From: Eva Klein and Leonard Waverman
To: Canadians Concerned About Prosperity
Date: July 21, 2022
Re: Addressing Ageism: Keeping Older Workers
New Statistics Canada data highlights the gravity of a demographic and economic crisis.
The numbers show that 20 percent of the working age population is now between the ages of 55 and 64. For the first time in Canadian history, people approaching retirement (65) outnumber younger people aged 15 to 24 who are just entering the labour market.
This demographic reckoning comes on top of a seismic attitude shift as many Canadians reassess their lifestyle and work-life balance following two years of the pandemic.
The product of these twin phenomena is the rising number of unfilled jobs and firms facing challenges of retaining experienced workers, knowledge transfer, and workforce renewal.
To reduce vacancies in the job market, we need to retain older workers in the labour force. Instead, ageism tends to push them out even before that 65-year milestone. This ageism reinforces discrimination beyond inequity – it is a serious barrier to retaining valuable talent in a talent-stretched economy.
The magic number of age 65 for retirement (and thus old-age pensions) can be attributed to Otto von Bismarck, the German Chancellor who in 1889 set 70 as the threshold as he introduced the world’s first public old-age pension system. That age was lowered to 65 in 1916.
But the average life expectancy (at birth) in Germany in 1889 was 40.3 years and in 1916 it was 47. Therefore, very few people received old age pensions.
In following decades, other countries followed suit using identical numbers. The 1927 Canadian Old Age Pensions Act set the retirement date at 70; the pension was means-tested and average life expectancy in Canada at birth that year was 60.5. This date was not reduced to 65 until 1969.
Is 65 an appropriate retirement age today when the average Canadian lives to 83 and newborns can expect lifetimes closer to 100 years? Why does Bismarck’s 1889 threshold still govern policy – more than 130 years later when life expectancy has changed so radically?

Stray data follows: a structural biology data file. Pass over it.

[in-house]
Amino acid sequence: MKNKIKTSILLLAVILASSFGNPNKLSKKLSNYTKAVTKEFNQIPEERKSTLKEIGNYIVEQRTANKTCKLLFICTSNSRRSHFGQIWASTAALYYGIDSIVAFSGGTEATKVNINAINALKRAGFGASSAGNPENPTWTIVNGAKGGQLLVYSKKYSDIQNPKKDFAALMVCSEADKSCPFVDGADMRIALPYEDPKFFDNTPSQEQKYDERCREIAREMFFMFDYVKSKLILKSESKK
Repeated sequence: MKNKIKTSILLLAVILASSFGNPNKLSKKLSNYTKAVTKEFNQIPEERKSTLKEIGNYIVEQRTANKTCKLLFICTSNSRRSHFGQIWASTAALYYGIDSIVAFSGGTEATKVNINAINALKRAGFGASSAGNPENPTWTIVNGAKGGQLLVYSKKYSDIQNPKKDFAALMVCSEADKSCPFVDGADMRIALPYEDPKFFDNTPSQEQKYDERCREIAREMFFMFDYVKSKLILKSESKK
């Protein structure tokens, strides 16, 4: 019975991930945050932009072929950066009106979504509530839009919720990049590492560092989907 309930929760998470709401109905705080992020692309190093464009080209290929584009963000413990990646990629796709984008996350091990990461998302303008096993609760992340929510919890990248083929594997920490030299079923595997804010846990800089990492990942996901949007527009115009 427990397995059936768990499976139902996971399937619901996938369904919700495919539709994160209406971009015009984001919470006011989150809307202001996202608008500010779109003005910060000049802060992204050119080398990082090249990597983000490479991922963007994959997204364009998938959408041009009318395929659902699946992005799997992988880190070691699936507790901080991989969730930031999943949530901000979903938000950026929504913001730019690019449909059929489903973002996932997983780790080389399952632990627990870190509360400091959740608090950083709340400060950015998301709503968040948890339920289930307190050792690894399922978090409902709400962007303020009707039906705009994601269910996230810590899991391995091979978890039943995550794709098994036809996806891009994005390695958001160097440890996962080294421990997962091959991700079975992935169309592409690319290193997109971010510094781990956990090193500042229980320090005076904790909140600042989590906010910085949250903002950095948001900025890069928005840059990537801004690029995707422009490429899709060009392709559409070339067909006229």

And that discrepancy between the Bismarckian retirement age and life expectancy will continue to increase. By 2030, it is expected that those over 65 will make up 25 percent of the population up from only 7.5 percent in 2000. In addition, people living over 85 are the fastest growing group in our population.
The bottom line is that we are a rapidly aging society at the precise moment when we urgently need a larger workforce. We cannot expect to reset that magic retirement date now after decades of acceptance, but we do need to change policies and mindsets that force or encourage older workers to leave the workforce well before 65.
One social barrier and a prevailing myth that we need to contend with is that older workers prevent younger ones from entering the work force.
Research, based on population and work force data in several countries, shows that a greater use of older workers is associated with higher, not lower, employment of younger workers.
Older workers, by definition, have more experience and more on-the-job training, generally more wisdom and greater emotional intelligence. They are not digital natives like millennials, but they have many other learned skills and their presence as mentors and team workers can improve the performance of younger counterparts. Research demonstrates, as intuition suggests, that teams that reflect diversity, including age diversity, outperform non-diverse teams.
Tomorrow, we explore the roots of ageism, the role of governments and of society in general and offer some remedies.
Eva Klein is professor in the Department of Psychiatry and Behavioral Neuroscience at McMaster University where Leonard Waverman is Professor and former Dean at the DeGroote School of Business.
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The views expressed here are those of the authors. The C.D. Howe Institute does not take corporate positions on policy matters.